Why has Western society experienced the need to extend the helplessness of concentration-camp prisoners to entire human groupings, while assuring them both of their necessary innocence and their obligation to denounce the crimes of their oppressors? Is this just a temporary spike or is it but a new stage in an inexorable progression that opposition can only delay? How interpret the increasingly “totalitarian” (a term I noted in Charles Krauthammer’s column recently) excesses of victimocracy that have been a major catalyst for this series of Chronicles?

Where are the cardinal virtues today? How have we evolved into a society in which virtue is increasingly redefined as the victimary vengefulness exemplified by the Dartmouth incident referred to in my last Chronicle, where accusing those in authority of racism, sexism, ableism, transphobia… proves one’s purity of heart? Given that this attitude, which seems fully convinced of its own virtue, appears to pay tribute to a notion of the victim very different from that espoused by Christianity, how can GA help us to understand this new moral epistemology? Does this phenomenon give proof that Western society, or some important segment of it, has reached the limits of Christianity, even of religion as such? Is victimocracy then a sign of the godlessness of modernity, of its indifference to our traditional humility before our potential sinfulness, of a boundless and increasingly aggressive self-righteousness?

We know that Christianity, as a radicalization of the prophets’ concern for the “widow and orphan,” is the historical source of today’s refocusing of the social order on the victim. We may even consider Christianity as “the first victimocracy,” provided, and this is of supreme importance, that we remain fully conscious of the paradoxical nature of this affirmation of the “scandal to the Jews and folly to the pagans” that Paul describes. The reign of Jesus is that of the powerless qua powerless, not the powerless who call on the power of the state to enforce its latest punitive rule against “discrimination.”

The ultimate question is whether or not we all, “oppressors” and “victims” alike, are and/or have always been nevertheless members of one society, subject to the same universal “moral model” of symmetrical reciprocity. The alternative can be put in very simple terms. When we encounter the affirmation of this model in the Declaration of Independence as “all men are created equal,” should we read it as affirming universal human equality, or does it imply the exclusion and oppression of women (and slaves)?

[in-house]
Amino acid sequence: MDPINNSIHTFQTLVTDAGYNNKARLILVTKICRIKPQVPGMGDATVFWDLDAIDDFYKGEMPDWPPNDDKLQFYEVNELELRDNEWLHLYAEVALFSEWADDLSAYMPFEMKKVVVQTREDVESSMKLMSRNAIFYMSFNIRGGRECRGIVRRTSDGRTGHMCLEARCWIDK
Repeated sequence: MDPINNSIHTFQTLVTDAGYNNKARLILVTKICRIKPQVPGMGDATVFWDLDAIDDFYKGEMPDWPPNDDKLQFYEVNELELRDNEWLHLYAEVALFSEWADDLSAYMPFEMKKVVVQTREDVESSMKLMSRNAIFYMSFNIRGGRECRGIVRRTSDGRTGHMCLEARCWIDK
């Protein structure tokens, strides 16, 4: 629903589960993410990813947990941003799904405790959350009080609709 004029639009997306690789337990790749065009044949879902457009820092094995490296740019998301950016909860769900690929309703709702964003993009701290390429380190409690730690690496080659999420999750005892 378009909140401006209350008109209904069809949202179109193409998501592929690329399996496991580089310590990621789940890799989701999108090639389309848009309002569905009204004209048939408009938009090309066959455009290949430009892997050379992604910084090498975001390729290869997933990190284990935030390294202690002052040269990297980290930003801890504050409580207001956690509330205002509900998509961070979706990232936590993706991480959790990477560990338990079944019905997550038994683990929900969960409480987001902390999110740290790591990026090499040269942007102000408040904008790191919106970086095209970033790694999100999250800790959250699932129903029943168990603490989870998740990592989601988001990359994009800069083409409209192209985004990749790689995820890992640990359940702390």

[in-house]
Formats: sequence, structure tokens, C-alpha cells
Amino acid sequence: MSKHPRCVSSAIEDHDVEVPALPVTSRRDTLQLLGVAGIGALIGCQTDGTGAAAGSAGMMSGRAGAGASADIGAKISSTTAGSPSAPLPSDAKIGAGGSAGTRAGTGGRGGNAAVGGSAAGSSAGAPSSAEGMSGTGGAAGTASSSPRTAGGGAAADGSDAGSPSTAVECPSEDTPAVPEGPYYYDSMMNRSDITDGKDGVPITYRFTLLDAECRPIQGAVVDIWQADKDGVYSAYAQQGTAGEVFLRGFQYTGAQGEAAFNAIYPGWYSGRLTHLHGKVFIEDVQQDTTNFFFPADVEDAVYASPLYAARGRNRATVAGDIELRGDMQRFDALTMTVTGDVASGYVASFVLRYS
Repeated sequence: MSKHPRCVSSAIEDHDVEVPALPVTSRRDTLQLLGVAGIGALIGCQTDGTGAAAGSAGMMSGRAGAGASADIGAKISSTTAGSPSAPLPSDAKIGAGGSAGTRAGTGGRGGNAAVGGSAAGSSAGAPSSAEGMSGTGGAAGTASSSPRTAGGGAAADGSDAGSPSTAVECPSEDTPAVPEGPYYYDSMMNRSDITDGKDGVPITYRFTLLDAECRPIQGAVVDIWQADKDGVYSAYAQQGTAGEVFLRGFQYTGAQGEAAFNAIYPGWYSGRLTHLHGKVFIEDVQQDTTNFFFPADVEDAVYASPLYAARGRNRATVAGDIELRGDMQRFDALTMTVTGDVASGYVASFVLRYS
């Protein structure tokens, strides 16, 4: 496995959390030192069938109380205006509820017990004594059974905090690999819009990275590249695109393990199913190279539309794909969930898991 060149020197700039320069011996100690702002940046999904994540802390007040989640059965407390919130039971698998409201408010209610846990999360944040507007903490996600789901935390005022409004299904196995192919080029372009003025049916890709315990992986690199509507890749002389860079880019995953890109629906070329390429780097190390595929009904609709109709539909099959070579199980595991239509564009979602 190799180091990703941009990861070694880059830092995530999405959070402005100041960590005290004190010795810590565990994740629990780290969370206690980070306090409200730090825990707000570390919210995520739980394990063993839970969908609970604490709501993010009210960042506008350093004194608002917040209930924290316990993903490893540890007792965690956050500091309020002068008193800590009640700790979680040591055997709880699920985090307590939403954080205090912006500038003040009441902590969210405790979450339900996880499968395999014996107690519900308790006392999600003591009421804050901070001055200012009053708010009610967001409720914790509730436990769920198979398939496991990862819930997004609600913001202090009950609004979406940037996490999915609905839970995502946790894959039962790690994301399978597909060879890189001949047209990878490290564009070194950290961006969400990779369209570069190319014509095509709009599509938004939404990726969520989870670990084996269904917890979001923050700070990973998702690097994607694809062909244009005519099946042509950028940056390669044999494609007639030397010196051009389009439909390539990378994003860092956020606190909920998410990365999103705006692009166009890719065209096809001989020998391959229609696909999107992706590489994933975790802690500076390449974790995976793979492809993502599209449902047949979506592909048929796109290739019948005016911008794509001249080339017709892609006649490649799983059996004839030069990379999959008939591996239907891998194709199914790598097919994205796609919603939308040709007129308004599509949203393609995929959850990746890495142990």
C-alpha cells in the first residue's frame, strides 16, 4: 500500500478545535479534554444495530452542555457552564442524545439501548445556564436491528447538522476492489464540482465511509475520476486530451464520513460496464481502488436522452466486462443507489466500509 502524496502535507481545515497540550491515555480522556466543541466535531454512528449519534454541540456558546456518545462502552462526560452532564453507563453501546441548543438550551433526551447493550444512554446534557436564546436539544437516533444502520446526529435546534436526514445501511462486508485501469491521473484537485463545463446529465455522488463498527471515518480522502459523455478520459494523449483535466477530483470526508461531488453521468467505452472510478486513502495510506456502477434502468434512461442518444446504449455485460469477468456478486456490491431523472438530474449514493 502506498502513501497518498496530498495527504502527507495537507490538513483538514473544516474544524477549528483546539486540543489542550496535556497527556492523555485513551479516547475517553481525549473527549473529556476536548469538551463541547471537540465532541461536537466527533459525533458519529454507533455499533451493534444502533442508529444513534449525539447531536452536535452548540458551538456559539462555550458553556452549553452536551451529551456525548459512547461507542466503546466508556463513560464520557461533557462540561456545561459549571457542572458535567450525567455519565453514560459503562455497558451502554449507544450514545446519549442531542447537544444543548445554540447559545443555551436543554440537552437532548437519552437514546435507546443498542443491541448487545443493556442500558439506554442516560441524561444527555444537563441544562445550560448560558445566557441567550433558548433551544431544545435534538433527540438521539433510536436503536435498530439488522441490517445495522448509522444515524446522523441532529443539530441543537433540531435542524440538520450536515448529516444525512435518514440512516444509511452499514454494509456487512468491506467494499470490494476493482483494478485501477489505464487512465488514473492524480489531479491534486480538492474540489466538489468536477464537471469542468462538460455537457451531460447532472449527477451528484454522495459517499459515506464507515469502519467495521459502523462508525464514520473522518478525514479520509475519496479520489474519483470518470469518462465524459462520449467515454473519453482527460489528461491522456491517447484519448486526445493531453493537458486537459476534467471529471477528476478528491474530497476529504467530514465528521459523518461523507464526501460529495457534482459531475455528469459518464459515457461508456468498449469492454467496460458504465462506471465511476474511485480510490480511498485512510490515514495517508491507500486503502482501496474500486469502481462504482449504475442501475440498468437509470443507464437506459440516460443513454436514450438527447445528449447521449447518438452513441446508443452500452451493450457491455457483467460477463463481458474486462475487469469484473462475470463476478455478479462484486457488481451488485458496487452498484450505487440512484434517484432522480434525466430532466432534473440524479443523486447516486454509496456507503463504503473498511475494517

On this point, we can understand the Gospels’ “antisemitic” insistence on the Jews’ responsibility for Jesus’ death in a universalistic, non-discriminatory sense, one that I find consonant with Girard’s insistence that the world of the Pharisees represents the highest form of religion as an order in itself, in contrast with the Christian transcendence of the sacrificial. The point is that Jesus was himself a part of the Jewish community, so that the victim and his sacrificers are in this perspective one people; insisting on the agency of the Romans would on the contrary resemble the victimary as currently conceived, with Jesus as a member of an oppressed, “subaltern” group victimized by a colonial power. That in the Gospel story the Jewish mob “compels” the Romans to crucify Jesus is indeed the source of the infamous Christian anti-Judaic paradigm (Jesus as the truly “first” who arouses Jewish anger because he demystifies the Jewish claim to firstness). Nevertheless, if read as an anthropology rather than as a polemic of one religion against another, Gospel “antisemitism” suggests that the Romans, influenced by the collective force exercised by the Jews, are forced to recognize that they too are part of sinful humanity—and therefore equally open to salvation and conversion. (This too seems to me entirely compatible with the views of Girard, who has always insisted that we are all of us, Romans, Jews, and disciples alike, responsible for the death of Jesus.)